After the announcement by Jen-Hsun Huang that nVidia is discussing and considering working with Global Foundries during an Expreview interview (which was really a very well spoken threat to TSMC).
TSMC has announced they are looking to skip right over GlobalFoundries and move to 28nm. To do this they are pulling out all the stops and simply dropping 32nm HKMG.
This move, if it can be successfully completed, could impact GlobalFoundries future business especially at the 32nm Full Node. TSMC has already shown off a wafer produced using a 28nm process. So things could get interesting in the foundry world starting in 2010.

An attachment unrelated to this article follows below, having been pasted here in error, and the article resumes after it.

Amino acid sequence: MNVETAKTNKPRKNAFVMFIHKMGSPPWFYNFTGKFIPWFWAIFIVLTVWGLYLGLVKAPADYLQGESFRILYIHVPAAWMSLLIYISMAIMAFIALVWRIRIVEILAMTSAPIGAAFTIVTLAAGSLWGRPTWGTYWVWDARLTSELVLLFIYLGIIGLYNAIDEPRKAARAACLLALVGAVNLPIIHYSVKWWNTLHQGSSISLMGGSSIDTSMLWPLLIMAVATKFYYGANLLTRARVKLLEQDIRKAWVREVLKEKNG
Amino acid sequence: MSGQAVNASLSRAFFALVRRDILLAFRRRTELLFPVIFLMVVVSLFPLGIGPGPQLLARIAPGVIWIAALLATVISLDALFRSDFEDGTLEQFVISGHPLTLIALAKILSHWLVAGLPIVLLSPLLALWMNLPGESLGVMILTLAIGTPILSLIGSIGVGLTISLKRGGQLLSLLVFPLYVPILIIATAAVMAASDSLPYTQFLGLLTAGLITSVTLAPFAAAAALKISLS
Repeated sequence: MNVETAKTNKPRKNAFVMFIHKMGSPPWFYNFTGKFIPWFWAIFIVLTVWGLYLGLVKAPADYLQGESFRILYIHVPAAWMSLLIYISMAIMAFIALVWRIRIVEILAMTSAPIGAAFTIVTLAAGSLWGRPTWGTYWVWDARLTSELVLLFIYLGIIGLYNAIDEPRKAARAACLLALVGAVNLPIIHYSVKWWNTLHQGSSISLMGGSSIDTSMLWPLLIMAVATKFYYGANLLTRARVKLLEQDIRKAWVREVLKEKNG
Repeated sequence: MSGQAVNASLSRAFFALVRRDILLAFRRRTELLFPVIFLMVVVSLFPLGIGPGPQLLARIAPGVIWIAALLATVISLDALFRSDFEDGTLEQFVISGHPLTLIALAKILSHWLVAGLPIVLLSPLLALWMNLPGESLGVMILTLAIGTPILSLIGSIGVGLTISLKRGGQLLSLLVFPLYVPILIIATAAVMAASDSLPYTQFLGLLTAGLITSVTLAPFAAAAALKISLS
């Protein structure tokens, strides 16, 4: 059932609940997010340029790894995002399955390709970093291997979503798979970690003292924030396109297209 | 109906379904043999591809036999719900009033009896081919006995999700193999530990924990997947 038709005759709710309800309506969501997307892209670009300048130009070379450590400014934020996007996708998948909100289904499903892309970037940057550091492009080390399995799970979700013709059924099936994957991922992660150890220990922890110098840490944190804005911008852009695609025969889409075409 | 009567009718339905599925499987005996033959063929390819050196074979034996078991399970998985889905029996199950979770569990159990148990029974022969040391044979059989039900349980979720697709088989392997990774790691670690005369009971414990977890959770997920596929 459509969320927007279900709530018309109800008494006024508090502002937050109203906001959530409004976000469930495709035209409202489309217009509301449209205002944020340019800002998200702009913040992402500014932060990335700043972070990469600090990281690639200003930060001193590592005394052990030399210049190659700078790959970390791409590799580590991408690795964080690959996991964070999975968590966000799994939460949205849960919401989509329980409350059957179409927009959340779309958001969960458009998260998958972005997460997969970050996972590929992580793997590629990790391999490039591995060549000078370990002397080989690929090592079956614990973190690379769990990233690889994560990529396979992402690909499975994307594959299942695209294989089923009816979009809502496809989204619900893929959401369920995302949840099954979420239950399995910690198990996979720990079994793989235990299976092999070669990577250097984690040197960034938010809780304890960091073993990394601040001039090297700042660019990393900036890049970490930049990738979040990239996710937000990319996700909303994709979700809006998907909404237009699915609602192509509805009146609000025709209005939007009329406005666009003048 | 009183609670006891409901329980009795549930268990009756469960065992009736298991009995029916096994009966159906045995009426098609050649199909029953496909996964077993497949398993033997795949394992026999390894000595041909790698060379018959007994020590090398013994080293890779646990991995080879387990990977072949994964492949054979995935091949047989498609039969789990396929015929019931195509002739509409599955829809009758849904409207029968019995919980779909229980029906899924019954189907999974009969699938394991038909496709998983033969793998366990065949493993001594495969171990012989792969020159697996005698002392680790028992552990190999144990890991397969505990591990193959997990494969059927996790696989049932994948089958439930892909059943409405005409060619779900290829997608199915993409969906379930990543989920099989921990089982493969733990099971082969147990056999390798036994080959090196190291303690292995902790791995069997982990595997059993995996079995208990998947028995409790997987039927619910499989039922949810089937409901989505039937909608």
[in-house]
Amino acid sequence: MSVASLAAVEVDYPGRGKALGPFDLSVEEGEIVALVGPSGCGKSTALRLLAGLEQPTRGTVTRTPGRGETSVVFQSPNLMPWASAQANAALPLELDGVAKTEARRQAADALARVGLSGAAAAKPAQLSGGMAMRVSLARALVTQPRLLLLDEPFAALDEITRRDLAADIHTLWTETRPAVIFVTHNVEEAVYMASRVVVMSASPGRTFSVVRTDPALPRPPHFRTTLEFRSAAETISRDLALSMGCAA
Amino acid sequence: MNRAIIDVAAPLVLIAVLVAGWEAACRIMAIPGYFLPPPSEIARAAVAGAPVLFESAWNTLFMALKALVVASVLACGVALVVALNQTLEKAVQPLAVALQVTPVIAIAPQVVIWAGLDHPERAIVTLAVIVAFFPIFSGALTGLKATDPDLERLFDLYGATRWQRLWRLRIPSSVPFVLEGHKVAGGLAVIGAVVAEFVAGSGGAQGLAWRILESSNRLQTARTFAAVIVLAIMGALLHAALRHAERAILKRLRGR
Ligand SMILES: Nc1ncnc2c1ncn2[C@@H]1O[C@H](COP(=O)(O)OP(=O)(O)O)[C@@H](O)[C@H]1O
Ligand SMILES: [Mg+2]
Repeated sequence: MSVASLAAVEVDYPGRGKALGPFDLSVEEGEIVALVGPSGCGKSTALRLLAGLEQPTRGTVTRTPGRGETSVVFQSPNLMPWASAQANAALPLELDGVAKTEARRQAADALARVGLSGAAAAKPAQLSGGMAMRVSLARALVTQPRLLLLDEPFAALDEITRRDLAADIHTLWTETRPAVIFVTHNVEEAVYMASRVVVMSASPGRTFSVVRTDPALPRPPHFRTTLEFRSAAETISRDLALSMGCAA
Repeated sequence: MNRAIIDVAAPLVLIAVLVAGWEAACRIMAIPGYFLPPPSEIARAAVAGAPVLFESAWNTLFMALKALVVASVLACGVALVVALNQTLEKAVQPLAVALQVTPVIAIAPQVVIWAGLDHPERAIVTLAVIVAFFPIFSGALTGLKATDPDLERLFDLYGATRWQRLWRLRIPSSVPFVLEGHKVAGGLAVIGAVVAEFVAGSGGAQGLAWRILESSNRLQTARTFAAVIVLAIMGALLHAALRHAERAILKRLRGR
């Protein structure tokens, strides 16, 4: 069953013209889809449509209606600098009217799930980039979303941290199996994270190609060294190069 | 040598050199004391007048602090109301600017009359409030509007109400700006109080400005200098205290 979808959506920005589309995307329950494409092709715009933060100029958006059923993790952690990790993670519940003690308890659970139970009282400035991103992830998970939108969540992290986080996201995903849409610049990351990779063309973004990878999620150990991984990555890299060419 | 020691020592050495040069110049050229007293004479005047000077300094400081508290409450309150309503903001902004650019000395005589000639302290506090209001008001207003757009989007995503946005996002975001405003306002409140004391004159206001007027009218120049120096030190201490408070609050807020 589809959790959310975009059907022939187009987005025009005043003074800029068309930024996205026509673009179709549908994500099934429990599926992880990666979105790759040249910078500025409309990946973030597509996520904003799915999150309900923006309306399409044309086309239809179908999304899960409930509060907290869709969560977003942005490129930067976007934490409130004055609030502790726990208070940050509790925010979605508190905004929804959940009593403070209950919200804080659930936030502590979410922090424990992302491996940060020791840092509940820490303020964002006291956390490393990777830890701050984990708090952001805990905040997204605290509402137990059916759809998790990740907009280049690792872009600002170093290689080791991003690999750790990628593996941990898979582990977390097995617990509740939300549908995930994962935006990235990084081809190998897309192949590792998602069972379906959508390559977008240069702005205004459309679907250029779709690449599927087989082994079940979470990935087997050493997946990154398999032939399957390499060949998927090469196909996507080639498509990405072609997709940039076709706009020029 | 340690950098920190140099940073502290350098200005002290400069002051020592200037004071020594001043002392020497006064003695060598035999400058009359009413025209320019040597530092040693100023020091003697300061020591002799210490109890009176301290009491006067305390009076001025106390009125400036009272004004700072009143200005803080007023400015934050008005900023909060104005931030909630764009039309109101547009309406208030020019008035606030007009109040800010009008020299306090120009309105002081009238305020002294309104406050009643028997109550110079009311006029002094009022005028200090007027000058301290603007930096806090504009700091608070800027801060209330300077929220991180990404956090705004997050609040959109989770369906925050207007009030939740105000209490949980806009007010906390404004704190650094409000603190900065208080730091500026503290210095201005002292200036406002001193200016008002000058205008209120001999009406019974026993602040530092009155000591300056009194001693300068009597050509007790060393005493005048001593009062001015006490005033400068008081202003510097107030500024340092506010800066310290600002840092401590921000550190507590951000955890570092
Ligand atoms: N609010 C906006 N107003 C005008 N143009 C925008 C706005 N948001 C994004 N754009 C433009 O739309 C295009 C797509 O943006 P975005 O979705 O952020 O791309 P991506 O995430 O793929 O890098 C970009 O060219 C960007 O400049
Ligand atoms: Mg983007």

Read more here
This is a very aggressive schedule, and with all the problems TSMC had with 40nm half-node [again, TSMC didn't exactly deploy 45nm - they went straight for 40nm] - there is a mist of doubt above TSMC's ambitions. Brits would say that the proof is in the pudding, and TSMC proved its 28nm capabilities by demonstrating a 28nm wafer with 8MB SRAM structure in dual/triple oxide SoC technology. The demonstrated cell was measured at 0.127 micron squared with a raw gate density as high as 3900k gate/mm2
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